NVHR Press Release on New CDC Report
For Immediate Release:
May 7, 2013
Contact: Alaynah Boyd
New CDC Report: Most People Reported with Hepatitis C are Baby Boomers and Many May Not Receive Complete Testing for the Virus
Rates of hepatitis C highest among baby boomers, need for testing remains critical
The National Viral Hepatitis Roundtable (NVHR) said today that newly released data by the Centers for Disease Control and Prevention (CDC) in a Vital Signs report underscores the severe impact of hepatitis C among baby boomers (individuals born from 1945 through 1965). Baby boomers accounted for 67 percent of all reported hepatitis C cases and 72 percent of all reported deaths among persons with hepatitis C. The CDC recommends that all baby boomers get tested for hepatitis C.
The new CDC data comes from enhanced hepatitis C surveillance in eight areas across the country. The findings indicate that half of those identified as having a positive Hepatitis C antibody blood test reported to the health department also had the appropriate follow-up testing to determine if they are still infected. The other half did not have a follow-up test reported. Without the hepatitis C follow-up test, individuals do not know if they still have hepatitis C and cannot get the care and treatment they need. In this study, deaths were higher among those who did not have a follow-up test reported to the health department.
“More than three million Americans are living with hepatitis C, most of whom are baby boomers, and as many as three out of four individuals with hepatitis C are unaware of their infection,” said NVHR Executive Director Martha Saly. “It is critical that boomers and other populations at increased risk for hepatitis C get tested, and that they receive appropriate testing, including a follow up test when needed. Without appropriate testing, those with hepatitis C are less likely to learn about their infection and get the critical care and treatment that they need in order to prevent cancer, and other serious health consequences.”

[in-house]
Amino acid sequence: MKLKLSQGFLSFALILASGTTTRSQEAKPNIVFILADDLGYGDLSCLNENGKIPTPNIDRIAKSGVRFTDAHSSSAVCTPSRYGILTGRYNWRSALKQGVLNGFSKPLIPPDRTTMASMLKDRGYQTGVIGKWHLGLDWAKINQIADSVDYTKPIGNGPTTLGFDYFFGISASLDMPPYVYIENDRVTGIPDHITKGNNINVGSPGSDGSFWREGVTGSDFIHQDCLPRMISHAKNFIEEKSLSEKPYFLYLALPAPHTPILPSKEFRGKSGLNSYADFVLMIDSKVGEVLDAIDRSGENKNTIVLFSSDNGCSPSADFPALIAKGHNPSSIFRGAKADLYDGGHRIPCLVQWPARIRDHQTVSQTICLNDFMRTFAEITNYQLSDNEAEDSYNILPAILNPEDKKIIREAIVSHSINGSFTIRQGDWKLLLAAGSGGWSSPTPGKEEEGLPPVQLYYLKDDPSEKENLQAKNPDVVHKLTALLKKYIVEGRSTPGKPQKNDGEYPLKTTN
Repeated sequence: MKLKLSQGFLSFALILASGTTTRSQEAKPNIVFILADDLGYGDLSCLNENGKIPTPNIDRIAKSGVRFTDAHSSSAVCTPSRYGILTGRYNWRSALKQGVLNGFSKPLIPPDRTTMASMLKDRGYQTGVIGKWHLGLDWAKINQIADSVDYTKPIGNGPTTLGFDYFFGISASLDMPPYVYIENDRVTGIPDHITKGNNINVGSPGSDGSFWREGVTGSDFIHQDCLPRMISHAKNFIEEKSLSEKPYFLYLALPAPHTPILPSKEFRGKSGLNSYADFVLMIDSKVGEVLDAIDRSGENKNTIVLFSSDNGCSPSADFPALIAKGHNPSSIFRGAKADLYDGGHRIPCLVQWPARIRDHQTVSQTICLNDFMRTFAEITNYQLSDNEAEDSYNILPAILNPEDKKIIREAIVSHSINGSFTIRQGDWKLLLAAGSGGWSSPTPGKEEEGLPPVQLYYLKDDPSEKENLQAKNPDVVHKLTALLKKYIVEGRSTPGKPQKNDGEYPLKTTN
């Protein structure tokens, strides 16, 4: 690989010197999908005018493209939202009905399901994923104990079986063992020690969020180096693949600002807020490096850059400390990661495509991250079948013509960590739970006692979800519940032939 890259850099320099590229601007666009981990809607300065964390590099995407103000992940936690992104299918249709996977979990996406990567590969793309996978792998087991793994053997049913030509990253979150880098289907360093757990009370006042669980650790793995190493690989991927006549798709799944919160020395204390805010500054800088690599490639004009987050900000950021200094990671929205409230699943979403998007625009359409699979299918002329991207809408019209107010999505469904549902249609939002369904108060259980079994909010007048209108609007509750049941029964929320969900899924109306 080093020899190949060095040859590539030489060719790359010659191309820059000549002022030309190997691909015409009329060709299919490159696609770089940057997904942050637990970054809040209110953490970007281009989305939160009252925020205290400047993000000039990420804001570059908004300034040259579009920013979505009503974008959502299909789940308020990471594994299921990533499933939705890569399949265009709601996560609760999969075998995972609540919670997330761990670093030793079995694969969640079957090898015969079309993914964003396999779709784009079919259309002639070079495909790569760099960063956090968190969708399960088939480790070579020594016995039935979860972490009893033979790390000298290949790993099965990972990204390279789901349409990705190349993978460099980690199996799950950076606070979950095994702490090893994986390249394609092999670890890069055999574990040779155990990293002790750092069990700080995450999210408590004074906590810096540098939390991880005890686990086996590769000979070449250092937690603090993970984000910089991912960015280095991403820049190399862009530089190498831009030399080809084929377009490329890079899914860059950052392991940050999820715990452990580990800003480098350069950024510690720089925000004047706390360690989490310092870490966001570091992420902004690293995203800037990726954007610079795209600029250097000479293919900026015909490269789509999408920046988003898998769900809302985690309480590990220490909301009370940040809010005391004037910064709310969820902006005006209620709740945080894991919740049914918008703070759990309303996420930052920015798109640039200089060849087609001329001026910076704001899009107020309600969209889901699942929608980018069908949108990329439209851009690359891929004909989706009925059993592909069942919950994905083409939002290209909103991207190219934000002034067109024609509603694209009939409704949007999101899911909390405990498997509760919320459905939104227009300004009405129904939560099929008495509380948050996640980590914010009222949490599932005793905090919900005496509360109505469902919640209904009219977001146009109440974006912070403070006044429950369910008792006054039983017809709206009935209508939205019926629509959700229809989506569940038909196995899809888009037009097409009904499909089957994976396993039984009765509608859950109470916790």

Left untreated, hepatitis C can cause serious liver damage, including liver cancer – the fastest-rising cause of cancer-related death in the U.S. In fact, deaths from hepatitis C-related illness, such as liver failure and liver cancer, have nearly doubled over the past decade, now accounting for more than 15,000 deaths in the U.S. each year.
CDC estimates that testing baby boomers for hepatitis C could identify more than 800,000 additional people with hepatitis C and save more than 120,000 lives.
“We call hepatitis C a ‘silent epidemic,’ because it often has no symptoms and can cause serious damage, while going undetected for decades,” said Saly. “The good news is that treatments are available that can eliminate the hepatitis C virus from the body, but getting tested is the critical first step to saving lives.”
According to the updated guidance, individuals tested for hepatitis C should receive a screening blood test, called an antibody test, in order to determine if the person has ever been infected with the hepatitis C virus. For those with a positive hepatitis C antibody test, a follow-up test is needed to determine if a person is still infected. In order to help ensure that patients are properly diagnosed, it is critical that providers conduct follow-up testing to ensure they receive life-saving care and treatment.
The National Viral Hepatitis Roundtable (NVHR) is a coalition of more than 200 public, private and voluntary organizations dedicated to reducing the incidence of infection, morbidity and mortality from viral hepatitis in the United States. For more information visit www.nvhr.org